The French SME, now a subsidiary of U.S. group Shape Technologies, is exhibiting at the Singapore Airshow for the second time as it seeks to ramp up business in the region.
Around 10 years after diversifying into the aerospace sector, French SME Aquarese aims to raise its profile in Southeast Asia by taking part in the Singapore Airshow for the second time, this time with its own stand. The company will be highlighting its know-how in water jet cutting and other ultra-high-pressure (UHP) processes.
New perspectives have opened up for Aquarese since it was acquired by Shape Technologies in July 2016. The opportunity to develop its business in Southeast Asia comes thanks to sister company Flow, a world leader in waterjet systems which plans to open commercial offices and a demonstration centre in Singapore in the first quarter of 2018.
Aquarese will be looking to boost sales of its waterjet stripping (WJS) and waterjet machining (WJM) units, five of which have already been delivered to a Japanese company which supplies parts to Safran for the Leap engine. The “full 3D” WJM units use jets of water at 6,500 bar to produce complex parts, such as titanium blisks and composite vanes — claimed to be a world first.
The decision to exhibit at the Singapore Airshow also reflects the importance of civil engine maintenance, repair and overhaul (MRO) activities in the region. Aquarese will be hoping to add new customers to its existing portfolio, which already includes Pratt & Whitney, AIDC (Taiwan) and Aeroedge. Future prospects include GE and Rolls-Royce facilities in the region.
Founded 30 years ago, the company doubled sales in 2015-2016 and still sees plenty of room for growth. It is targeting €30m in sales by 2020 (a threefold increase from today), including around 75% in the aerospace sector, about the same share as today.
To handle this rapid growth, Aquarese has almost doubled the floor area of its existing facilities, recently leasing a 2,000m2 building in addition to its existing 2,500m2 facility. The new building also houses the European demonstration and training centre for Flow, opened in September 2017.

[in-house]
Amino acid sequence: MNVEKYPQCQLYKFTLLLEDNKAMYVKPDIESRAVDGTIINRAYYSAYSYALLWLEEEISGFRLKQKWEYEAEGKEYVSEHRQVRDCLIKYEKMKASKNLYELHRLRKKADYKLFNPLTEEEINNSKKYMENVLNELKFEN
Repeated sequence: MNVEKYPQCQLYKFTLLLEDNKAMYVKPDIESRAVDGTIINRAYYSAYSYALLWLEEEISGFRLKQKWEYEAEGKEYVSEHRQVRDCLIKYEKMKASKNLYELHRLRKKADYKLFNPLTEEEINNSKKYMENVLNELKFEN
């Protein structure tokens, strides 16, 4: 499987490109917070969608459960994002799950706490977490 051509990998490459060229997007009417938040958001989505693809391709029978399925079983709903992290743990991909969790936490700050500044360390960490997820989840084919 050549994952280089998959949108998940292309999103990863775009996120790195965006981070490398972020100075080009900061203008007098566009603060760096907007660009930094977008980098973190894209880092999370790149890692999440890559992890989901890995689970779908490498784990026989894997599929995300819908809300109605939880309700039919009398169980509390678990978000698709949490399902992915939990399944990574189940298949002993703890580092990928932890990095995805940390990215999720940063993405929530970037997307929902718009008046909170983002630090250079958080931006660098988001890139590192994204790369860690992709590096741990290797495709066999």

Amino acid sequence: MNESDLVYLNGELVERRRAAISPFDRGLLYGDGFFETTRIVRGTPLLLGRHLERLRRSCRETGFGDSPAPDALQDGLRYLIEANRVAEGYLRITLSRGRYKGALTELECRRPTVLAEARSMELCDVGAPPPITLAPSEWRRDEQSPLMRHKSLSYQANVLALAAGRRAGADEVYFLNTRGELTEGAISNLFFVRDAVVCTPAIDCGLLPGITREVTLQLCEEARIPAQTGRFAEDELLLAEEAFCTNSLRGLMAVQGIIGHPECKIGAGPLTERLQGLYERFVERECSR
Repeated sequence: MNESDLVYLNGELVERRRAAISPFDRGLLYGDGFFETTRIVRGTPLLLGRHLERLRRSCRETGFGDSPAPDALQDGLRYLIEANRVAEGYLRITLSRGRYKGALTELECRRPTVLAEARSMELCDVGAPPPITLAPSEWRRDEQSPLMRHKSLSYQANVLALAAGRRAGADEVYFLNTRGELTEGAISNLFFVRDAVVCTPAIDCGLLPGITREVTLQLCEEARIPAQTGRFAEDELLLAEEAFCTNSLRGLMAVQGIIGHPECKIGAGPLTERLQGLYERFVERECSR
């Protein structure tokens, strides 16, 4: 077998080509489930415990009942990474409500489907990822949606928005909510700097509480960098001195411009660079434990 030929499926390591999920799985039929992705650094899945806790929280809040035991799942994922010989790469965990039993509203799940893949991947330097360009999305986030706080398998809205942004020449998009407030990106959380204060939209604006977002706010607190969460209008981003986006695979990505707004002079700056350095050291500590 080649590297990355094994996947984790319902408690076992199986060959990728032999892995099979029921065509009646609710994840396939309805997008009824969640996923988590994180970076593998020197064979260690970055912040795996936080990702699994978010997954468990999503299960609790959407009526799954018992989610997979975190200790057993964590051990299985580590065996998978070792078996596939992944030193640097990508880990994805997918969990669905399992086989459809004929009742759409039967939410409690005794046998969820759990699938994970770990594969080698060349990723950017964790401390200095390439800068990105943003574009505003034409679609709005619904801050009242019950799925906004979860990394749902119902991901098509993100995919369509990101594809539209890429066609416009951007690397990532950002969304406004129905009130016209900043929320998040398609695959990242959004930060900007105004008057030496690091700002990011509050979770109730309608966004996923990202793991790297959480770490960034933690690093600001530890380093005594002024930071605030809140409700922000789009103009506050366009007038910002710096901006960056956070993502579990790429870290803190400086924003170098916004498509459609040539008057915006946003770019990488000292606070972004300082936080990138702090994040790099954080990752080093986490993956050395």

One step further
Now the company wants to go a step further, with plans for a new €10m, 8,000m2 building to replace the two existing ones by early 2019, at the latest. Damien Claeyman, who is point man for Aquarese's Asian growth ambitions, explains that the new facility will become a flagship “waterjet factory”. It will house 10-15 waterjet cutting, stripping and knock-out machines. The latter will be used to remove shells and cores from investment cast parts.
Claeyman says the company aims to increase the energy efficiency of the machines, as well as focusing on cleanness, noise, safety, waste treatment and connectivity, to ensure that the machines comply with aerospace standards and to make the waterjet process compatible with industrial production requirements.
Alongside the design and production of waterjet machining units, Aquarese also plans to increase its subcontracting activities. The company has held EN 1900 qualification since 2014 and already performs waterjet cutting on blisks and other engine parts, as well as stripping operations for maintenance or for cleaning new parts. Its main customers are Safran, Lisi Aerospace and Ventana Aerospace. Other companies could follow if the company is successful in getting work on the GE9X engine for the Boeing 777X, for example.
To see our full Singapore Airshow 2018 preview issue, click here.